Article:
Thursday, January 15, 2015

No, I Do Not Want To Talk About My Day

One of the interesting side effects of working my current line of work is that it makes me almost completely uncommunicative when I get home at night.

I am by nature an introvert.  I do not reveal in or particularly enjoy large groups of people (not really if I have to and certainly not for entertainment or recreational purposes).  I would be just as happy to spend large parts of my life alone or with small groups of people whom I truly enjoy spending my time with.  But the reality is that we all have to work and for most of us, that means working in groups of people.

And so I am forced to be an extrovert.  It is not so much of a stretch as it might initially appear - after all, I am also a latent exhibitionist who loves attention -and so my days are filled with a steady stream of people coming and going and me, responding to questions and having opinions and occasionally giving advice and doing my best to bear the load by entertaining wherever I can (as a side note, you can make a song out of almost anything as long as you sing it to the tune of "O Canada").

But by the time I get home I am done. I have spent up to 9 hours in this environment where I am hardly at my most desirable place followed by the commute home and I am essentially done with communicating.  With anybody.  Including my family.

It is not supposed to be that way, of course.  Your family is the place that are supposed to be communicating the most - and with a house full of women, there is a lot of talking that goes on here!  But I will have none of it.  I sit there trying to drink in the thought that I do not have to say anything, perhaps occasionally interjecting a comment but  seldom trying to manage a conversation beyond (perhaps) what happened in some else's day.

My excuse is that it is hard. I am - in a way I think it is hard to communicate to others - used up.  For me, while I have come to find some enjoy in interacting with others a great deal of the time (on my terms - see the comment about song above) it is none the less draining in the sense that it takes something out of me to do this.  The time I am not there is the time for me to recharge my energy to be able to go do it the next day.  The unfortunate part is that this recharge time takes place precisely at the time when I should be putting as much time and energy into conversation as I do at work.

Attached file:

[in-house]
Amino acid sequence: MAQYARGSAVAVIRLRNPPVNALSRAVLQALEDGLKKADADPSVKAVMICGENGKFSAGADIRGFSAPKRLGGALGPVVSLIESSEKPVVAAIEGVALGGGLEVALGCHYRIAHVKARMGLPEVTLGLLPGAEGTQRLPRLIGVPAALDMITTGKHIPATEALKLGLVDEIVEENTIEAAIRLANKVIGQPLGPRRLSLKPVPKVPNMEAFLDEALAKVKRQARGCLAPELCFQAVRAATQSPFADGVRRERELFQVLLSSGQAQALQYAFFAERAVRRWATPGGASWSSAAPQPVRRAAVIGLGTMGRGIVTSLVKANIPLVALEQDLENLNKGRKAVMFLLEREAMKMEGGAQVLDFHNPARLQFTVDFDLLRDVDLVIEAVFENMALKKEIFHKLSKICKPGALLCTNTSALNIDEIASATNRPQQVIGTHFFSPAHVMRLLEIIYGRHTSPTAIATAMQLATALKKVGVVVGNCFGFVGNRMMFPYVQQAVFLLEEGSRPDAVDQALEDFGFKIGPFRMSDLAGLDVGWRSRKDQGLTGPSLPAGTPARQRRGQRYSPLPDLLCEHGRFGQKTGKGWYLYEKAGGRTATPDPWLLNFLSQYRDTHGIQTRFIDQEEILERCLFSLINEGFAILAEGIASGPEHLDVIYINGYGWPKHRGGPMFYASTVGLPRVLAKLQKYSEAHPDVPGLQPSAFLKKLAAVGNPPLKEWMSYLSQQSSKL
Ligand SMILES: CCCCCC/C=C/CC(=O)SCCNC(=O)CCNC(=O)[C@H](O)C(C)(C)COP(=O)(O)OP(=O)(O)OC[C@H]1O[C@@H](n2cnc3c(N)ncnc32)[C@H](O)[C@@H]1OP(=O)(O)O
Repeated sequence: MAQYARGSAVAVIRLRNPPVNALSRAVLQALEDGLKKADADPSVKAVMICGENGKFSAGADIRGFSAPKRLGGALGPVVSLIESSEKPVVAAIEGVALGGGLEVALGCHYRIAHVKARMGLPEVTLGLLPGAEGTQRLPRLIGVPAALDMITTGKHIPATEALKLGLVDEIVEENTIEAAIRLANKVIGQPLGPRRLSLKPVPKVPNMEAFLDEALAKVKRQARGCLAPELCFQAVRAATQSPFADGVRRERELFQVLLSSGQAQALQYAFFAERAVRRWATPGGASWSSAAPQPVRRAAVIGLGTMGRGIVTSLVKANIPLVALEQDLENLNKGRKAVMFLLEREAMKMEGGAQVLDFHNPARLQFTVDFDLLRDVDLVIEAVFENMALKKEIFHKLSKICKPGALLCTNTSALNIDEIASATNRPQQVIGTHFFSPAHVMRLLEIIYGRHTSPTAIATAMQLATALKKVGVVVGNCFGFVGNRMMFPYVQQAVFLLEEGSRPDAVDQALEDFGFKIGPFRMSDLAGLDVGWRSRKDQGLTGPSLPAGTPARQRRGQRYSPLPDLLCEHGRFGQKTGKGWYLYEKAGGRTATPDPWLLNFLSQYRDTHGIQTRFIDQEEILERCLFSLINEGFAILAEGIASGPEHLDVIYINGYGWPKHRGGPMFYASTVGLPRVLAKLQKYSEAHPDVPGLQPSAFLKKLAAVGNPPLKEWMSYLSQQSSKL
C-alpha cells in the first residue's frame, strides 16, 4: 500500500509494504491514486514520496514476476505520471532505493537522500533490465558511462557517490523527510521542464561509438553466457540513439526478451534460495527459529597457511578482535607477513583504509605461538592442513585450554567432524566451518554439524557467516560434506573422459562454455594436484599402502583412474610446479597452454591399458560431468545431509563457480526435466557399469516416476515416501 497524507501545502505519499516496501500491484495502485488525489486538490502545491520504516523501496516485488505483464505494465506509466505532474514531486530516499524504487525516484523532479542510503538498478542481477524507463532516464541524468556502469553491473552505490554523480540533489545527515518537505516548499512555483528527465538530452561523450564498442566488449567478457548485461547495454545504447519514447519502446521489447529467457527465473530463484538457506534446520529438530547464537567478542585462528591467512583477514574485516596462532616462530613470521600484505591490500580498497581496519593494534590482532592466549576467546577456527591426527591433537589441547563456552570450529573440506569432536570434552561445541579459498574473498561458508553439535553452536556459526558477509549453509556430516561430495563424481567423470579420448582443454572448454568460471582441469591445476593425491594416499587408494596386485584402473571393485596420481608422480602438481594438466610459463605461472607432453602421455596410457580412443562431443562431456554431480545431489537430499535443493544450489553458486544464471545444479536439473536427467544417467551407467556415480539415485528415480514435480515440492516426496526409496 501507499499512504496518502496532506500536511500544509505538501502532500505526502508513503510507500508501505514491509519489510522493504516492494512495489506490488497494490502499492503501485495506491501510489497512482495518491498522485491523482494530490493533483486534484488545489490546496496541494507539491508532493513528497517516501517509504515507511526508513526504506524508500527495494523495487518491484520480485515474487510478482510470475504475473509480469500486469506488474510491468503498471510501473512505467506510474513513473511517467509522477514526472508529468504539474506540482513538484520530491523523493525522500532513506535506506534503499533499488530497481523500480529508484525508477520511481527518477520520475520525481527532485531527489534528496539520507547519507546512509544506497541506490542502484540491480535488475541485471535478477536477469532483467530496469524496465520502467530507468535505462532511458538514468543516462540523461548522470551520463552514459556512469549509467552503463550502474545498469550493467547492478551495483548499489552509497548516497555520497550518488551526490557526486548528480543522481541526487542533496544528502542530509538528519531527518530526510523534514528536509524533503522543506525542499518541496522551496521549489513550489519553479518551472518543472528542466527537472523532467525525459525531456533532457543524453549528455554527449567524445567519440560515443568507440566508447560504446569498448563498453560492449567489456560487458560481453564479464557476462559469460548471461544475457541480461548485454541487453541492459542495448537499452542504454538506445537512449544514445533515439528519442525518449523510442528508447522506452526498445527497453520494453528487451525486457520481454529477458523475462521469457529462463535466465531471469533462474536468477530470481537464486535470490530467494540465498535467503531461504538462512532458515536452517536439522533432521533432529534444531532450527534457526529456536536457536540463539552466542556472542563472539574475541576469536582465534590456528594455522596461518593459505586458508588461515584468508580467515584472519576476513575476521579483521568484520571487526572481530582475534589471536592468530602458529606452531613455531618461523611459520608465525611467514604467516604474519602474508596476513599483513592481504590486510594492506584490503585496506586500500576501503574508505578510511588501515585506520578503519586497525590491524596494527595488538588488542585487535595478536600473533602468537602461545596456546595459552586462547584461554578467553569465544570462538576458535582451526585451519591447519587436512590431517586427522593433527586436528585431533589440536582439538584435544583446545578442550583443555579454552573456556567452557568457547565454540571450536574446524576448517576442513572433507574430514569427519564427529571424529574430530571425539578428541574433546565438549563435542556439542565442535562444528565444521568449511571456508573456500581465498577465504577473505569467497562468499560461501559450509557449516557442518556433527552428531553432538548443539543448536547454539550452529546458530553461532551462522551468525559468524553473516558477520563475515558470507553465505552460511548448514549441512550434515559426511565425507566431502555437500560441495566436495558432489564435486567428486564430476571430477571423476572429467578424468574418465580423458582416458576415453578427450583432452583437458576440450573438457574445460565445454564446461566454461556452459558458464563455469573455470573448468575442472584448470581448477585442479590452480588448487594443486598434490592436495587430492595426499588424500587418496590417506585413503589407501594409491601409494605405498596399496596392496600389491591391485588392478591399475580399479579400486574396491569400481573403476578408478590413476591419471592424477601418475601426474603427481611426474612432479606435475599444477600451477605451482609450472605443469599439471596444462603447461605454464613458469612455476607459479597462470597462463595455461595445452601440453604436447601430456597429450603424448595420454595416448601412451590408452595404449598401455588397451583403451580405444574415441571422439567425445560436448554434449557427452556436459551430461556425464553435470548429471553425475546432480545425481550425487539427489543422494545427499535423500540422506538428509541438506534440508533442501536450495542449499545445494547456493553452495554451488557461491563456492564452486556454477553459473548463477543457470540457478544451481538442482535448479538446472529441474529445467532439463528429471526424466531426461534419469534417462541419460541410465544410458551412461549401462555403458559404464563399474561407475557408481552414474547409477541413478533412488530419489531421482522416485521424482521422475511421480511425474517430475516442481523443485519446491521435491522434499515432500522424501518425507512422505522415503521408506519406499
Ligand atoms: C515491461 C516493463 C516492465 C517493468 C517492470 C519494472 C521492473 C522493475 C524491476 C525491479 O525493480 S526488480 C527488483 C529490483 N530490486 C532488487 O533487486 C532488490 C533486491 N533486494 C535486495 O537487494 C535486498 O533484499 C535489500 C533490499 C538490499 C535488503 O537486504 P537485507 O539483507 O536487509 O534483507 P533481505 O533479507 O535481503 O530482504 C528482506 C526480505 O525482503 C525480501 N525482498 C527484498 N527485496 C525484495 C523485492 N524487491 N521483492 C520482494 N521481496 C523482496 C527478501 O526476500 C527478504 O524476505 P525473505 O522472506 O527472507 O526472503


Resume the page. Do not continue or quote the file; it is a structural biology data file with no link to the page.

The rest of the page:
Of course I do not have a solution to this.  I cannot just drop what I do, neither can I enter a recharge pod when I walk in from work and just hide for the rest of the day.  Nor is working and then having to recharge from work so I can work a precisely desirable outcome either.  There has to be another way.

But I do know this:  if I could find a job that allowed me to work long periods of time by myself interjected with short periods of time spent with the people I like and love I would be the happiest man in the world.


  1. Heh my uncle was a car dealership manager and had four daughters and a very opinionated wife. He built him a TV room in his basement, retreated there and I don't remember him saying a word much until I was in my twenties :)

    He pretty much just stayed in his television room :)

  2. TB - i really, really understand. when i did my 6 interviews with a psychoanalyst for an intelligence agency here in canada - she was shocked when after all of the interviews and my various personality tests that i scored as the highest introvert she had ever scored. she asked my permission to submit my test scores and her notes to carleton university!!! now, this advice is very easily given but not easily followed through - you have to figure out what interactions that are recquired at work - RECQUIRED being the key word. because when you get home - there are RECQUIRED interactions that you must maintain as a husband and a father. number one - you are a husband and a father and those relationships MUST be the most important in your life. figure out how to back out of some of the relationships at work if they are sucking you dry. i hope that this piece of unsolicited advice helps.

    your friend,

  3. Preppy - I do not know that The Ravishing Mrs. TB is that much opinionated, but I can appreciate his point of view.

  4. Kymber - That is super good advice. It was probably a little easier back in the day when I had an office and door to shut instead of sharing cube - alas, these are the times we are in. You also make me wonder if part of my subconscious engagement when I really need to spend my mental reserves elsewhere is because it feeds that need to be the center of attention. I am also trapped a little bit by the fact that for what I do, I actually have to answer a lot of questions and do a lot of "soft" management of people to make my point. That said, you are right about the fact that I do need to concentrate on the truly important.

    And never worry - I need all the unsolicited advice I can get!


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